2017 was a trying year for Uber with respect to negative headlines. It was the subject of high profile accusations of systemic sexism that resulted in the dismissal of over 20 employees. It revealed that it had engaged in a cover-up of a massive hack of confidential customer information. It is preparing to go to trial with Alphabet Inc. over accusations that it stole trade secrets.
However, the most troubling bit of news for Uber that surfaced in 2017 may be a gray lining in a silver cloud of ostensibly good news concerning Uber this past week. Uber is widely perceived as, in the words of the Wall St. Journal, “the most valuable U.S. start-ups” and one that is likely to test the public markets in 2018 or 2019. The gray lining concerns the true value of this ‘most valuable’ of start-ups.
On December 28, 2017, Softbank Group Corp. announced that it had won a bid to acquire approximately 18% – 20% of Uber. Softbank revealed that the price it had paid values Uber at approximately $48 billion – $51 billion, a good 25% less than Uber’s most recent publicly reported valuation of $68 billion.
Uber is a private company. However, Uber’s financials were apparently leaked to the Wall St. Journal and certain information regarding the Softbank deal was discussed by both Softbank and Uber.
A $20 billion valuation discount is certainly remarkable and indicates that Uber’s business model, revenue and earnings are hardly proven out to the point where they can be valued with precision.
Additional questions regarding Uber’s profitability came to the fore this past week on December 26 when Uber announced that it was selling its US subprime auto-leasing business, which operated under the name Xchange Leasing.
Uber utilized this business to attract workers (i.e. drivers) in sufficient numbers to give its service the scale to compete against established taxi companies. Uber decided to close this business because it was losing roughly $9,000 per car.
Uber is selling the car leasing business to a start-up entity called Fair.com, which will offer Uber drivers access to its cars as part of the transaction.
The losses reported by Uber’s leasing unit call into question whether the basic arithmetic of Uber’s business model foots out to profitability. Apparently, the cars being leased were relatively attractive and required drivers to make monthly lease payments of up to $500, including insurance and other fees. In order to meet these stiff payments, drivers were forced to drive long hours and many returned the cars markedly worse for wear, hurting resale values.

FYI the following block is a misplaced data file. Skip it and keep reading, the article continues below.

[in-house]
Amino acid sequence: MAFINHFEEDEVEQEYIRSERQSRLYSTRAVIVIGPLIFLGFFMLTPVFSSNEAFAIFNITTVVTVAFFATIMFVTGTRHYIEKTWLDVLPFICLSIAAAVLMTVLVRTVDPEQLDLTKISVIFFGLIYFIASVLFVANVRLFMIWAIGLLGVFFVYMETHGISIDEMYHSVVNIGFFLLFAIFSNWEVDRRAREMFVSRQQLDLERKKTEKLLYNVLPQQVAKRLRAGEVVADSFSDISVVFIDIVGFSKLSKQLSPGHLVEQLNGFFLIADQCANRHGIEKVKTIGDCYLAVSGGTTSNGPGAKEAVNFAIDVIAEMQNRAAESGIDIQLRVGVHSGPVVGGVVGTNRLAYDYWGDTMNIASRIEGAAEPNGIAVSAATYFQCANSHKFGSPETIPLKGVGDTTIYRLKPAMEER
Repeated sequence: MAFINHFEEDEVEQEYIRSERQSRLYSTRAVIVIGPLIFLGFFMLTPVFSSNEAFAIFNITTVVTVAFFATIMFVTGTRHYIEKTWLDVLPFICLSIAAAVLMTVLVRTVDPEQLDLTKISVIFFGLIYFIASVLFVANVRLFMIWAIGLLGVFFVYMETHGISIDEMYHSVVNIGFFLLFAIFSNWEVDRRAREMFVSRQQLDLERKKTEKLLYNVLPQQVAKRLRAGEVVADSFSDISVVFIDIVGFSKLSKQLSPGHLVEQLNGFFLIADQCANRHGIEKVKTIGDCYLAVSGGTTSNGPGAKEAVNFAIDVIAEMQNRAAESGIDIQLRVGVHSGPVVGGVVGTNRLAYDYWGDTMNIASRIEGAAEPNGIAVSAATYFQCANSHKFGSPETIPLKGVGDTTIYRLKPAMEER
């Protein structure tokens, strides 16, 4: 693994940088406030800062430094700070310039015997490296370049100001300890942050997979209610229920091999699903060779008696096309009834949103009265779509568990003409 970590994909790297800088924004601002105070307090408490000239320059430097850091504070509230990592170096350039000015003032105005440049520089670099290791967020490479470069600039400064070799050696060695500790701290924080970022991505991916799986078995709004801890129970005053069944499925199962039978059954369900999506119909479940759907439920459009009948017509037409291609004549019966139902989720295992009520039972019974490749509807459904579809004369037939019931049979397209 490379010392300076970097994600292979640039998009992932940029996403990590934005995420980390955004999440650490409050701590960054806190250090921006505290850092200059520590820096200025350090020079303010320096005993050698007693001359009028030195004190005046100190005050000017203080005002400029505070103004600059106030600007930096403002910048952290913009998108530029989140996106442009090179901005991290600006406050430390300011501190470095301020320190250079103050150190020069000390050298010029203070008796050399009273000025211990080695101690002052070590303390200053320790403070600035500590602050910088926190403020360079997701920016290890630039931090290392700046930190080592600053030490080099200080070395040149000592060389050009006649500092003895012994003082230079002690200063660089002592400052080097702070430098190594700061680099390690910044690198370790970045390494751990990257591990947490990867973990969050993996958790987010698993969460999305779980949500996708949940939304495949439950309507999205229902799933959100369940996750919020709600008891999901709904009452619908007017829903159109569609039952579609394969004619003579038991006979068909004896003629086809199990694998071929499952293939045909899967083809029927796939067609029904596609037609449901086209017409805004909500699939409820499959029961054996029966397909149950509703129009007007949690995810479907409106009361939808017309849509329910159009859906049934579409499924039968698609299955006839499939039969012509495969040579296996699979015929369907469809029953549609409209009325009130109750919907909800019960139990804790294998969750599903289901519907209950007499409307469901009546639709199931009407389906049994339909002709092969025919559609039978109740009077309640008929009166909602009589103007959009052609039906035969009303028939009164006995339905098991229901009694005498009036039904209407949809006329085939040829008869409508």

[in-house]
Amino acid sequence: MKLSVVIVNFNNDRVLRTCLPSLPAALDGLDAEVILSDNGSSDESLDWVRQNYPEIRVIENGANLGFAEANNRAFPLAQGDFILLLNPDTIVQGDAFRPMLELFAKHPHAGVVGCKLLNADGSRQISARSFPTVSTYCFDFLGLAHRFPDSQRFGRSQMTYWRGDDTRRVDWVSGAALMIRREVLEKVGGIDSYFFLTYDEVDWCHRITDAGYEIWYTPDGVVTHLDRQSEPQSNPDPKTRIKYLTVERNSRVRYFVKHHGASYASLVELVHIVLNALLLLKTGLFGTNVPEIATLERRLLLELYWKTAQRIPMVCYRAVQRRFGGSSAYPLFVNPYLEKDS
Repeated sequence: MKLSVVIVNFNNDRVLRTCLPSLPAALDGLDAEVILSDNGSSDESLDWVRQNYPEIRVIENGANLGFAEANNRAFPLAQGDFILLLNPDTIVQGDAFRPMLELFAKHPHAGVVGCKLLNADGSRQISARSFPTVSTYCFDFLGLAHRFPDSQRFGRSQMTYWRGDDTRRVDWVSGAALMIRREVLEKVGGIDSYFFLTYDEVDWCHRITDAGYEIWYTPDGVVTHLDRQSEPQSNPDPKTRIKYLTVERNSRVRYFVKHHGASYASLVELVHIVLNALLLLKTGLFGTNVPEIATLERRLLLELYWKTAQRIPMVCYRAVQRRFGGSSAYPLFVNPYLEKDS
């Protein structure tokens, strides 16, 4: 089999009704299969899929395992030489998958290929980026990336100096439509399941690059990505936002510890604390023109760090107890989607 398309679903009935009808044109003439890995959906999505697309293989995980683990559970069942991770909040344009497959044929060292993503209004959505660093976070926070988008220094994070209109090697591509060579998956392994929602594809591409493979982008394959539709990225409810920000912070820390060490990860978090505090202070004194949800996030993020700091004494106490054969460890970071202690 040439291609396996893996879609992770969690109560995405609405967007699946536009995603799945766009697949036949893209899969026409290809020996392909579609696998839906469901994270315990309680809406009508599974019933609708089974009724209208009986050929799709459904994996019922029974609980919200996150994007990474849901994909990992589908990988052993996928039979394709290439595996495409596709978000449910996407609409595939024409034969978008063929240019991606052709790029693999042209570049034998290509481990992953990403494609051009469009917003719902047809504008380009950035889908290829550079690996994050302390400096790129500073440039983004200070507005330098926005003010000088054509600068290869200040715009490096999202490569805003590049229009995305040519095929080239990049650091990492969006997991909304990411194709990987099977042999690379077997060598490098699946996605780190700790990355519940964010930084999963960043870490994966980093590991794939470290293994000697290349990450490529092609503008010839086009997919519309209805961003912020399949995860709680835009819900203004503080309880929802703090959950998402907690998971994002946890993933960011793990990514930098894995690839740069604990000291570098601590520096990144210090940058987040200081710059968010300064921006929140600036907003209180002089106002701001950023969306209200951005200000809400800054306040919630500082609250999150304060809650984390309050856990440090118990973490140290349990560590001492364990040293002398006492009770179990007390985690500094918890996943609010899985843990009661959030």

It remains to be seen how and why outsourcing the car leasing division will result in Uber offering a winning profit formula. The costs inherent in owning, maintaining and insuring vehicles that are attractive to customers should not materially change just because these costs are now borne by Fair.com. Inevitably, these costs will be reflected in the price of the service offered and the income made by the drivers.
To date, the price of the service offered has been attractive to the customers. However, income for drivers is much more suspect and may be the problem that Uber ultimately cannot solve.
Uber’s stunning average loss per leased vehicles indicates that many would be Uber drivers simply do not make enough money to stay in business. Anecdotal information is hardly encouraging. Tales of financially disappointed Uber and Lyft drivers are common enough and this tax season should add some further statistical detail to this common knowledge.
With respect to drivers that have built up a steady clientele, there is little to keep them from offering their services independently from Uber or Lyft. How will Uber or Lyft maintain barriers to entry? Regulation? To date, they have trounced the taxi industry on this front in the US on the pretext that they are technology companies.
On December 20, 2017, the European Union decided that Uber was indeed offering taxi services and was not just a technology company. There is no movement afoot nationally in the US to follow suit, although some municipalities may no doubt do so.
Uber has enjoyed a good valuation run with the Softbanks of the world being a ‘disruptive technology company’. However, at some point in the very near future it will be a company that has a technology that used to be disruptive. At that point, Uber will be valued based on its actual earnings, especially measured vis-à-vis competitors.
Investors should insist on some clear direction on that front before taking a ride with Uber.